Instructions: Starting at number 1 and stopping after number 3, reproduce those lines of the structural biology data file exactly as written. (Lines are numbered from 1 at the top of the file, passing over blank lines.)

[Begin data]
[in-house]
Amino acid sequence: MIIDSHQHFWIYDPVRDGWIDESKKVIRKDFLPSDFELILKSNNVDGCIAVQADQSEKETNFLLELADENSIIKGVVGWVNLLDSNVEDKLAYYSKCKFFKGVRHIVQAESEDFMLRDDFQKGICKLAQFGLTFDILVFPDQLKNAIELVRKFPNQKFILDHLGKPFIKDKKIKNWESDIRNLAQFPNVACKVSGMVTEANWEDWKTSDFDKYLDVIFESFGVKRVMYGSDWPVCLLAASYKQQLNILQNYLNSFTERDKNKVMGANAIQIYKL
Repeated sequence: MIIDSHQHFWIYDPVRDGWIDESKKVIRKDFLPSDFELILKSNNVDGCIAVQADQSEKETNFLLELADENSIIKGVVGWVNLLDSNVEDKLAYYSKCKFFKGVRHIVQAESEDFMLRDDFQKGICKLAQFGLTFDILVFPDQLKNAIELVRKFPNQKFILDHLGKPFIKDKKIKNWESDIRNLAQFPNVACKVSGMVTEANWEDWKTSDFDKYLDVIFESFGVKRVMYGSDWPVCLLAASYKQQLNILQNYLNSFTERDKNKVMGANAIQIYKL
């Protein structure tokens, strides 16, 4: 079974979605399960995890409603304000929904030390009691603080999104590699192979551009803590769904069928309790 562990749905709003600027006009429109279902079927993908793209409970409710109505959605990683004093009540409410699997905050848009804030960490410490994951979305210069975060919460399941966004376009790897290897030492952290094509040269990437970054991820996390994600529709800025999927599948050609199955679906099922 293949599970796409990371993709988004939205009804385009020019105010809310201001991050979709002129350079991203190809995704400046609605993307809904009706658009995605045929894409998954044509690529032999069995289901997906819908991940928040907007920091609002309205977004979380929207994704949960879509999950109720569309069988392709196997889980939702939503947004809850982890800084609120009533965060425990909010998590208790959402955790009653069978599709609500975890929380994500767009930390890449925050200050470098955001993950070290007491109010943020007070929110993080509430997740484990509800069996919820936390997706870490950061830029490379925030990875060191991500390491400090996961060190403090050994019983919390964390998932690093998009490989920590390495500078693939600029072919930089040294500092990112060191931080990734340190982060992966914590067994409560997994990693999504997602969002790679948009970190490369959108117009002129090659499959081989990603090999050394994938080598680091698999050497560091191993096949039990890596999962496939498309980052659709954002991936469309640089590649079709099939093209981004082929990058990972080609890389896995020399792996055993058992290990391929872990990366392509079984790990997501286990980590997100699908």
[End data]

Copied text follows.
[in-house]
Amino acid sequence: MIIDSHQHFWIYDPVRDGWIDESKKVIRKDFLPSDFELILKSNNVDGCIAVQADQSEKETNFLLELADENSIIKGVVGWVNLLDSNVEDKLAYYSKCKFFKGVRHIVQAESEDFMLRDDFQKGICKLAQFGLTFDILVFPDQLKNAIELVRKFPNQKFILDHLGKPFIKDKKIKNWESDIRNLAQFPNVACKVSGMVTEANWEDWKTSDFDKYLDVIFESFGVKRVMYGSDWPVCLLAASYKQQLNILQNYLNSFTERDKNKVMGANAIQIYKL
Repeated sequence: MIIDSHQHFWIYDPVRDGWIDESKKVIRKDFLPSDFELILKSNNVDGCIAVQADQSEKETNFLLELADENSIIKGVVGWVNLLDSNVEDKLAYYSKCKFFKGVRHIVQAESEDFMLRDDFQKGICKLAQFGLTFDILVFPDQLKNAIELVRKFPNQKFILDHLGKPFIKDKKIKNWESDIRNLAQFPNVACKVSGMVTEANWEDWKTSDFDKYLDVIFESFGVKRVMYGSDWPVCLLAASYKQQLNILQNYLNSFTERDKNKVMGANAIQIYKL